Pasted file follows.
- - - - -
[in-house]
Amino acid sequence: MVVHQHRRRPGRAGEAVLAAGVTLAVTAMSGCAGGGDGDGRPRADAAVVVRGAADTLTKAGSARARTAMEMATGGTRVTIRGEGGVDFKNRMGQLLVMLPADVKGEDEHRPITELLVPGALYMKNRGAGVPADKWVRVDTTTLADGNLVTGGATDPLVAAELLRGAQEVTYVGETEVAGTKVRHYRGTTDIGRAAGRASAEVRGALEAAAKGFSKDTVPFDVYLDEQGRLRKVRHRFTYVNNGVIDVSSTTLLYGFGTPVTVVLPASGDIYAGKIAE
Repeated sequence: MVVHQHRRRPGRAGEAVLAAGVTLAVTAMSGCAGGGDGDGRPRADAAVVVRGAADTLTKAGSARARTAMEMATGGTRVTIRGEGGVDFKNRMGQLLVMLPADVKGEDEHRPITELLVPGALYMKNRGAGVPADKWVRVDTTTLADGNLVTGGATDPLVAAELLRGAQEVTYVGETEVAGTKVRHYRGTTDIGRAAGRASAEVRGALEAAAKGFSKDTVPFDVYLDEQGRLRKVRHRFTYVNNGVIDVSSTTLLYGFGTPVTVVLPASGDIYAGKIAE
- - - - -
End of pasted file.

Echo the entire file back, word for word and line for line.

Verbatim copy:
[in-house]
Amino acid sequence: MVVHQHRRRPGRAGEAVLAAGVTLAVTAMSGCAGGGDGDGRPRADAAVVVRGAADTLTKAGSARARTAMEMATGGTRVTIRGEGGVDFKNRMGQLLVMLPADVKGEDEHRPITELLVPGALYMKNRGAGVPADKWVRVDTTTLADGNLVTGGATDPLVAAELLRGAQEVTYVGETEVAGTKVRHYRGTTDIGRAAGRASAEVRGALEAAAKGFSKDTVPFDVYLDEQGRLRKVRHRFTYVNNGVIDVSSTTLLYGFGTPVTVVLPASGDIYAGKIAE
Repeated sequence: MVVHQHRRRPGRAGEAVLAAGVTLAVTAMSGCAGGGDGDGRPRADAAVVVRGAADTLTKAGSARARTAMEMATGGTRVTIRGEGGVDFKNRMGQLLVMLPADVKGEDEHRPITELLVPGALYMKNRGAGVPADKWVRVDTTTLADGNLVTGGATDPLVAAELLRGAQEVTYVGETEVAGTKVRHYRGTTDIGRAAGRASAEVRGALEAAAKGFSKDTVPFDVYLDEQGRLRKVRHRFTYVNNGVIDVSSTTLLYGFGTPVTVVLPASGDIYAGKIAE